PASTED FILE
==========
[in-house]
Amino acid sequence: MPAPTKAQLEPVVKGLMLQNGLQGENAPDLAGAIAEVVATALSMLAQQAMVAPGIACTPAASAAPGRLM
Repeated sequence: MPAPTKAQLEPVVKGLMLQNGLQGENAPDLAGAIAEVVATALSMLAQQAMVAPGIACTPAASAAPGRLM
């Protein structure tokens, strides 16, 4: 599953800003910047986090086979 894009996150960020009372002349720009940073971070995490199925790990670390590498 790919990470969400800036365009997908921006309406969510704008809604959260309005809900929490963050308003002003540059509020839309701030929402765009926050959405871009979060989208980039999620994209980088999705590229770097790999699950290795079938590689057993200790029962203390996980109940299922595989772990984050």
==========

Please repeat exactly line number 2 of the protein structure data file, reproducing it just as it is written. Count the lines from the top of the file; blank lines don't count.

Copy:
Amino acid sequence: MPAPTKAQLEPVVKGLMLQNGLQGENAPDLAGAIAEVVATALSMLAQQAMVAPGIACTPAASAAPGRLM